What Kind of Entrepreneurs Can Prevent the Next Colonial Hack

By Reed Simmons, MBA associate at First In, and Renny McPherson, managing partner of First In


Two weeks ago, at  gas stations along the US east coast, the tangible effects of cyber attacks came into sharp relief. Over the last year, there have been three major public cyber attacks against the United States and its interests — the massive Solarwinds software supply chain intrusion, the broad compromise of Microsoft Exchange servers, and most recently the attack on Colonial Pipeline, enabled and managed by the criminal group DarkSide. The attacks highlight two key developments in the cybersecurity ecosystem: the expanding attack surface and the democratization of advanced threats. While the first two are attributed to nation states, the Colonial Pipeline attack was orchestrated by a criminal group. We believe these trends will continue to accelerate, placing a premium on cybersecurity companies and professionals with first-hand experience in all elements of cyber security. Military and intelligence community veterans have such experience, and they are uniquely positioned to build the cybersecurity solutions of the future.

As an organization’s software ecosystem grows in complexity, the number of potential cyber vulnerabilities and attack vectors—the totality of which is called the attack surface—expands exponentially. The cyberattacks of the last year exposed these growing vulnerabilities through complex methods of compromise. Hackers exploited previously unknown “zero-day” vulnerabilities in Microsoft Exchange servers to gain access to thousands of organizations’ networks. The SolarWinds supply chain compromise utilized a different intrusion set, exploiting a trusted third party software vendor to breach networks via push updates. As we write, DarkSide’s attack vector into Colonial Pipeline remains unknown, but the takeaway is clear: threat actors are aware of the growing attack surface and exploit the many vectors with growing sophistication. Moreover, anyone is a potential victim as China’s indiscriminate deployment of “web shell” backdoors to tens of thousands of servers demonstrates.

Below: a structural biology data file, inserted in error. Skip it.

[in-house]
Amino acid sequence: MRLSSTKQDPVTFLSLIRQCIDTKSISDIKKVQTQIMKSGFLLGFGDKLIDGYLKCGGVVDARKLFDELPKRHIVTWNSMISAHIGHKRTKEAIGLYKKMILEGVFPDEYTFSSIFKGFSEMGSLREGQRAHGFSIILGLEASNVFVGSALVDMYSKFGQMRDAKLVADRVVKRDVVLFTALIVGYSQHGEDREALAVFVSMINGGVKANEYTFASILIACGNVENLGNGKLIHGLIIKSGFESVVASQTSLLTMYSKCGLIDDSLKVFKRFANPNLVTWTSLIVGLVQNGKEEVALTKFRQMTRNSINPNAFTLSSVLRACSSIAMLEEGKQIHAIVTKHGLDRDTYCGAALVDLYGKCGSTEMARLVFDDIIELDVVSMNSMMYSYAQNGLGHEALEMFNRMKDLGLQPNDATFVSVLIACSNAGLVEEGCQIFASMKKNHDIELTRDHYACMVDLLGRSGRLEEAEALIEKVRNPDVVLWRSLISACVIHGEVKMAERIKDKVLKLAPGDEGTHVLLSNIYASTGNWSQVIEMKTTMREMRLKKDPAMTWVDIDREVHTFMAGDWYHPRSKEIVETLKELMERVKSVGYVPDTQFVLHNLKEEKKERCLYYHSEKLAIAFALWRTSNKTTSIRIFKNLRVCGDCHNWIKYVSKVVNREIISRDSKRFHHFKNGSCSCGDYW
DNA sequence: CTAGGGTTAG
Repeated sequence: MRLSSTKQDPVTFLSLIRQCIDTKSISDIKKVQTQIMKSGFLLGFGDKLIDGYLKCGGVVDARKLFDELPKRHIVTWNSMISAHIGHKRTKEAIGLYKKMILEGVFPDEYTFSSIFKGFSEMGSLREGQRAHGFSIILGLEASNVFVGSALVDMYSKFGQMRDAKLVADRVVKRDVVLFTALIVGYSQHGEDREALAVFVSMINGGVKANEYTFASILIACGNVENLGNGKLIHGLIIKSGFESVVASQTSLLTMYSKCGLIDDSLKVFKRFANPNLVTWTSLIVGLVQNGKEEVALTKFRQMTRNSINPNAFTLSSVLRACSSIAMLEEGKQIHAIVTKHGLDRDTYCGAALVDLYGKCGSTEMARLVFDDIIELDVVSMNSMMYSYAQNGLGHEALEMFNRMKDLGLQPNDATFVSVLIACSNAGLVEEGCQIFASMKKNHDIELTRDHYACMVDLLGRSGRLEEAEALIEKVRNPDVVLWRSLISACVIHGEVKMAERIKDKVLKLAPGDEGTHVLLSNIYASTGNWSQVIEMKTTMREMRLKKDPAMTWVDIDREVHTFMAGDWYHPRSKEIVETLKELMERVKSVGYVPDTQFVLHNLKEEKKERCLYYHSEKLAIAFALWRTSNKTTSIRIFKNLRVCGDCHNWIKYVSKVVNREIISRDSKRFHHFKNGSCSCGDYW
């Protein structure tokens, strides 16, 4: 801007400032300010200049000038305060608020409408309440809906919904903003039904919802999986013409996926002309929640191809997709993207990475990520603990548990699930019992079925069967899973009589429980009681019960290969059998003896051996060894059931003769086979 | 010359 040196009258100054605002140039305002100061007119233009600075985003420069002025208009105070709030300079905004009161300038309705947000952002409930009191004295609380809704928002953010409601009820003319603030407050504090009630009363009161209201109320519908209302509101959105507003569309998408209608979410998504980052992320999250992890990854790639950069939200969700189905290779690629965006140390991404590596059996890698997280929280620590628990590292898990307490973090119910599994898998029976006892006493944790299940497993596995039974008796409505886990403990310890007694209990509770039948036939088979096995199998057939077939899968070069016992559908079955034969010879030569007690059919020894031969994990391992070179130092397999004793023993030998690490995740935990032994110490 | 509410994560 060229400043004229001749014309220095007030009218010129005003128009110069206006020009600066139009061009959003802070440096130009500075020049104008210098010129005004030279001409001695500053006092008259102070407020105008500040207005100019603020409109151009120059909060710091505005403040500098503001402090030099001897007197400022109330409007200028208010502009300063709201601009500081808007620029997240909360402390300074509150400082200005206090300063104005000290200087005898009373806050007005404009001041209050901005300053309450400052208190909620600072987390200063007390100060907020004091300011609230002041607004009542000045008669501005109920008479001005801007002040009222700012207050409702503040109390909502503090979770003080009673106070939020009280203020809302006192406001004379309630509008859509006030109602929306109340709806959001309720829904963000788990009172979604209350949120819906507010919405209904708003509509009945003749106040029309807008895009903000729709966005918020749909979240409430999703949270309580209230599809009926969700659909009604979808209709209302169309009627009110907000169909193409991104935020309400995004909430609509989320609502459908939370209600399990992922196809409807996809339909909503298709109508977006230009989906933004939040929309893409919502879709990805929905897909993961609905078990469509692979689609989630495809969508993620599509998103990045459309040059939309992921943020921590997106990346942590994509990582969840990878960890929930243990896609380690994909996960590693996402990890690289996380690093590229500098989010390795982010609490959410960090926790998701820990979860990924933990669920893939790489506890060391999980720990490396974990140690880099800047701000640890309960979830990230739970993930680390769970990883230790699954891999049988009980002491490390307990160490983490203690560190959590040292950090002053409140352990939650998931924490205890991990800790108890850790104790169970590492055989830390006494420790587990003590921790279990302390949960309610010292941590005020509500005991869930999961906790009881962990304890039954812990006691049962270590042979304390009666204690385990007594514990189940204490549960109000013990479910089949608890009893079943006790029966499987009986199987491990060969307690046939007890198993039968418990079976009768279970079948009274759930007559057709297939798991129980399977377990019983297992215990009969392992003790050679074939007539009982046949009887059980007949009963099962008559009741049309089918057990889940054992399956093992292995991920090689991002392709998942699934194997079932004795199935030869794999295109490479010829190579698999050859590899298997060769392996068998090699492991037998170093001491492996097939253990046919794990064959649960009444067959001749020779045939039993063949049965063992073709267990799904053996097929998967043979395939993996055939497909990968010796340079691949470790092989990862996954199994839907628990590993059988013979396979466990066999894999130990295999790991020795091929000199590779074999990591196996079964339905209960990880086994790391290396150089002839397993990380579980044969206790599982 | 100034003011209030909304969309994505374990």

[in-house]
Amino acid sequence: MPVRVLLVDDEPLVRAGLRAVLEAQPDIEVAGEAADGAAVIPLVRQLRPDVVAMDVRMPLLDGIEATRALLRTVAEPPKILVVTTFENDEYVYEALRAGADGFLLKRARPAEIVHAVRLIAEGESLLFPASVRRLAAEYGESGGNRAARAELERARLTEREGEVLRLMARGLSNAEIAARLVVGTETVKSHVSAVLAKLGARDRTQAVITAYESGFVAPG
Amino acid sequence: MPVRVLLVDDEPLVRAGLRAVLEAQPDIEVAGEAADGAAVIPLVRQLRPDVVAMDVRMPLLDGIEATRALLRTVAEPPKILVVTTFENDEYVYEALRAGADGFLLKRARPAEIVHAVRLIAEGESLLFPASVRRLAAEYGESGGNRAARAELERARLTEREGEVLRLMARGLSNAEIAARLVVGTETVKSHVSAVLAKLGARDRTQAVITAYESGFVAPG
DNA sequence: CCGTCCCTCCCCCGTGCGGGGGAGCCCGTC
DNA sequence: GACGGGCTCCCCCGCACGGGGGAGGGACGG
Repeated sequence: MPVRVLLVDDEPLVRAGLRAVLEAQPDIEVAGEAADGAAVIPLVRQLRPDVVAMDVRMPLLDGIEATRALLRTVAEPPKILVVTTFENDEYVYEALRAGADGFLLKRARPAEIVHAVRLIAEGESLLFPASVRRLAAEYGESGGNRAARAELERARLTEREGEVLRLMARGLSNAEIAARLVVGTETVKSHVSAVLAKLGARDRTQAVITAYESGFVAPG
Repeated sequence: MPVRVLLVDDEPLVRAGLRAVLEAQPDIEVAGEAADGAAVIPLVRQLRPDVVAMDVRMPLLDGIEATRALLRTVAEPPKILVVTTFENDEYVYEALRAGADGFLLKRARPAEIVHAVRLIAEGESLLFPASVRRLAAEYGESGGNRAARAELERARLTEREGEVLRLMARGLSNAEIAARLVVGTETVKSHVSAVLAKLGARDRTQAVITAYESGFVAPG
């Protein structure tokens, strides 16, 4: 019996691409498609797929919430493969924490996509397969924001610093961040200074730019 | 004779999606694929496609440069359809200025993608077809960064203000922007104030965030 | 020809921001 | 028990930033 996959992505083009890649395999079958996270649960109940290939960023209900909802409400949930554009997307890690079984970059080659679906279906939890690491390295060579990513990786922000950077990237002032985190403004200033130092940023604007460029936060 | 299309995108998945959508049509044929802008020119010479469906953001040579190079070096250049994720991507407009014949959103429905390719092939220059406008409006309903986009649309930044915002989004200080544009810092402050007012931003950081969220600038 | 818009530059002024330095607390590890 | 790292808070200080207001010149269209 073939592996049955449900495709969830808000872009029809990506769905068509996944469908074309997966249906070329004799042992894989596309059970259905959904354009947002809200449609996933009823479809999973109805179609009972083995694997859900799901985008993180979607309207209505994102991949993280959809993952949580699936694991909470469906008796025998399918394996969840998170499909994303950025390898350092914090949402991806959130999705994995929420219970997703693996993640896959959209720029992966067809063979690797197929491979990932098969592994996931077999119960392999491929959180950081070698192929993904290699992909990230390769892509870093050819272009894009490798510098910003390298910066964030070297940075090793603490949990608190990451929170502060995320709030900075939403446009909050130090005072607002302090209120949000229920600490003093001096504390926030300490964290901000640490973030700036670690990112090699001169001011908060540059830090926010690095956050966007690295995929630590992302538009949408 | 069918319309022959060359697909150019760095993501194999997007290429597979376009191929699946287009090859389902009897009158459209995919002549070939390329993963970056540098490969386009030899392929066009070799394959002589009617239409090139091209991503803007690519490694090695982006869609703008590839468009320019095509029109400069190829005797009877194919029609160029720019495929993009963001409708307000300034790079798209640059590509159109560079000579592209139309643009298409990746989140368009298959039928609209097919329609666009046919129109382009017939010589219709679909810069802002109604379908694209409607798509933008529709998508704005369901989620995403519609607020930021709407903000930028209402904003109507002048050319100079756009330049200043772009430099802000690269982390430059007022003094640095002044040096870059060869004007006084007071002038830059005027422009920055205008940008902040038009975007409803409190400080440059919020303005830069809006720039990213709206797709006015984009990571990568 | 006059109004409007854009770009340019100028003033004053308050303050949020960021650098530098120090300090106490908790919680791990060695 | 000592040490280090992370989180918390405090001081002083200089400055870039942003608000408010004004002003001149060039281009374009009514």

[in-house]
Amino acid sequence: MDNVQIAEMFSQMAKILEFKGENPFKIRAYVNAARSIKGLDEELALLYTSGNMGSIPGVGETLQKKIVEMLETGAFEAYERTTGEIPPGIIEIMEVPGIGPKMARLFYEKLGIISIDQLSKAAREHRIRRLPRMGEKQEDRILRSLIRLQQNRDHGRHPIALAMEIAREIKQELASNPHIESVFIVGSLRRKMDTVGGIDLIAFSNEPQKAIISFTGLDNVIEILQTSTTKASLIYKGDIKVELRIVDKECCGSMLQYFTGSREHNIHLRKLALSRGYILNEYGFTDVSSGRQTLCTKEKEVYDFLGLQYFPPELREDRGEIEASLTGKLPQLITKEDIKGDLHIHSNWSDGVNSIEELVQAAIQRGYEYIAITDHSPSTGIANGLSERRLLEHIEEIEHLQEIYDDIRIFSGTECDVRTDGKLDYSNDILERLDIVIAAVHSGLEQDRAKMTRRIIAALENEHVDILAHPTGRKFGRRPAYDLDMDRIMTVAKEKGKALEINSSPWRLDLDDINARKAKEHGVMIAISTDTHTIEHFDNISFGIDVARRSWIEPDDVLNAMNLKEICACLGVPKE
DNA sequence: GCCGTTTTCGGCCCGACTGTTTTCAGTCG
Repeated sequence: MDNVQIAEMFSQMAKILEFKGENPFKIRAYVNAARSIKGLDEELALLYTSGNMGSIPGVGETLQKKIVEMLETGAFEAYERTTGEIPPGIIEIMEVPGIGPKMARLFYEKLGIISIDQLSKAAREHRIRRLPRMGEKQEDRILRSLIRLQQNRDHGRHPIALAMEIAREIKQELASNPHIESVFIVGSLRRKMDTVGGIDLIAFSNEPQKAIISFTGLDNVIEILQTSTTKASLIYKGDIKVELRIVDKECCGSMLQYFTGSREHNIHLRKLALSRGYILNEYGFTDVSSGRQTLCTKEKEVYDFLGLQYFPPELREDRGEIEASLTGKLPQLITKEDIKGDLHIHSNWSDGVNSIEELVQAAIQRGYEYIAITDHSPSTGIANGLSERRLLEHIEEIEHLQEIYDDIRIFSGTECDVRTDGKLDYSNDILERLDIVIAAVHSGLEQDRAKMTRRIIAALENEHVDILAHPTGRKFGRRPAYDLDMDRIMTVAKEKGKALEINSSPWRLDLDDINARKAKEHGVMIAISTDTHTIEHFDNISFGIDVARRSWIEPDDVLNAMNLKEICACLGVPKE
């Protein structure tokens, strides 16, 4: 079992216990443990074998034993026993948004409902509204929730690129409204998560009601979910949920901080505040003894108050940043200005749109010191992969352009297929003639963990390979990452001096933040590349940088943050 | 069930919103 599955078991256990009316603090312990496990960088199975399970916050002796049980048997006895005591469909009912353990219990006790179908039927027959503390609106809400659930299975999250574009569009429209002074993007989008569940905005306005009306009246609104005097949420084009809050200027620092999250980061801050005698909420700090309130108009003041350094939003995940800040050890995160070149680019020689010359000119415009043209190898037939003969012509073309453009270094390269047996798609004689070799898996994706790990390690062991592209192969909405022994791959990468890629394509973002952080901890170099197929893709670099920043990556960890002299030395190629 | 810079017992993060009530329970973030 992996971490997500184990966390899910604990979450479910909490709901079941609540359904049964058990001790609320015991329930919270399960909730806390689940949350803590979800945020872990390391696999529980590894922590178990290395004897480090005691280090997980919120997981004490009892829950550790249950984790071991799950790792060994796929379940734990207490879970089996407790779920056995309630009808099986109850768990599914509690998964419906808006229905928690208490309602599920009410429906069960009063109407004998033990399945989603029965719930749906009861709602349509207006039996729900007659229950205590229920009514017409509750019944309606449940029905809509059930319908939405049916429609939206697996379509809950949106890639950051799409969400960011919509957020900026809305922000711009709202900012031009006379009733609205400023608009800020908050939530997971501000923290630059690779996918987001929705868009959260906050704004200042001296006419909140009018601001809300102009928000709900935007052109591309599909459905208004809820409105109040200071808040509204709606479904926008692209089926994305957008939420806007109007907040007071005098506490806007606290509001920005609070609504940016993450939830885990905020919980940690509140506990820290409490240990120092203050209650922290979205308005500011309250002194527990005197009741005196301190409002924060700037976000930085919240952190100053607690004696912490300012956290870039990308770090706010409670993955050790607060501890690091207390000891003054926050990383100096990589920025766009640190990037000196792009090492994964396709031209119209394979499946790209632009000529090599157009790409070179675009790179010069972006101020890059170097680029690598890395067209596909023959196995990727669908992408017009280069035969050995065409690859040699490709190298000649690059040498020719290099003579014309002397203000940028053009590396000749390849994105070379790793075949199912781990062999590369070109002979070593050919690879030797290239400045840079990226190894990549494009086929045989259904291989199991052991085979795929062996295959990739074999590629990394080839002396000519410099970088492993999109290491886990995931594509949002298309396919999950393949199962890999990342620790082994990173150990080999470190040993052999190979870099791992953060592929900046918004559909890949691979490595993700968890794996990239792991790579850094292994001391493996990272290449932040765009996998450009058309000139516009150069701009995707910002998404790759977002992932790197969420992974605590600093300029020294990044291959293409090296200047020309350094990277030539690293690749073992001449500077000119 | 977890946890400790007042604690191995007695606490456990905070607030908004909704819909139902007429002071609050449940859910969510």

In the military and intelligence community, threat is defined as the product of capability and intent. We see a clear trend: as advanced cyber attack capabilities proliferate outward—spurred, in part, by open-source collaboration—barriers to entry for criminal and state actors are reduced. In turn, the cost-benefit analysis for more and more criminal groups and state and pseudo-state actors is clear. They can produce asymmetric returns on operational time invested. DarkSide’s attack is an example of the democratization of advanced threat: a group of non-state cybercriminals, half a world away, had the capability to shut down US critical infrastructure. While shutdown may not have been DarkSide’s ultimate purpose, that is no reason for comfort – there is hardly a dearth of malintent. We expect such attacks to multiply.

At First In, we believe military and intelligence community veterans’ experience at the leading edge of understanding attack vectors and devising cyber security solutions, imparts the perspective, technical skills, and community to uniquely understand and counteract state and criminal cyber actors. Cyber startup companies will need to counter advanced threats on behalf of the private sector, critical infrastructure, and the government.  Veteran entrepreneurs are well positioned to create some of the most promising cyber startups over the next several years. This is particularly true as the line separating attacks on public and private sectors has blurred significantly. Already the federal government is acting on a new model of cyber-resiliency, around Zero Trust, to modernize the nation’s cyber defenses in partnership with the private sector. As companies like Mandiant/FireEye and Tenable show, military veterans have a track record of success in the cybersecurity market. Yet as a demographic they remain broadly underserved from a capital perspective. More venture firms need to appreciate the diverse perspective that veterans can bring, and bridge this gap to unleash their potential.